What does it take to become a good linguist? Quite a lot of things: a good memory, attention to detail, motivation, even courage! But do not worry if you do not have all the qualities listed below, while embarking on a Russian course in London: the most important things for a good language learner are patience, practice and continuous effort.
Who is a polyglot?
We’ve all heard of polyglots – people who can learn (and retain!) many languages. Apparently, a polyglot is someone who fluently speaks 8 or more languages. But do such people really exist? And what does it take to master a foreign language, just one, but completely different from your own? In 20 years of Russian and English teaching (and a lifetime of learning!), I’ve worked with a lot of talented linguists, and here are my observations.
A good memory is important
For a good linguist, it is important to have a good memory. Being able to memorise, and more importantly, retain words and sounds. To become fluent in a language, you will need to learn at least a few thousand words and their forms. Is it realistic for anyone? Yes, it is. People are not born with a good or bad memory. Memory can be trained to be good, and paradoxically, the more you learn the better your memory becomes! So people who have a lot of experience in learning and using foreign languages can usually memorise words quickly and in large quantities.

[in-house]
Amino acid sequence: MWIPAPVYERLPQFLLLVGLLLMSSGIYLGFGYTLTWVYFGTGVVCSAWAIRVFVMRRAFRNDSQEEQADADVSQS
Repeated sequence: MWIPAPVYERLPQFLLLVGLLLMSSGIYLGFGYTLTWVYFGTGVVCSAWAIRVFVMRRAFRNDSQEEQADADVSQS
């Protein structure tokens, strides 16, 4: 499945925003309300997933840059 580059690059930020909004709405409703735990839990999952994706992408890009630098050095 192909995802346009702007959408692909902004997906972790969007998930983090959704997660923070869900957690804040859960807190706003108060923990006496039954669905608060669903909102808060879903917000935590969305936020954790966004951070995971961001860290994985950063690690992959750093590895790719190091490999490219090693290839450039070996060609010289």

Another question that comes up in Russian lessons: is it possible to get rid of your foreign accent? In my experience, almost, but not quite, if you started learning a language as an adult. You have to study a bit of phonetics, be a good imitator and have a good musical ear to perfect your accent. How important is it? It’s up to each learner to judge. A slight foreign accent may add charm and character to your speech. After all, as my teachers used to say, most of us are not training to be a spy!
On the other hand, if you are a professional linguist, a teacher or interpreter, a heavy accent will not contribute to your professional credibility.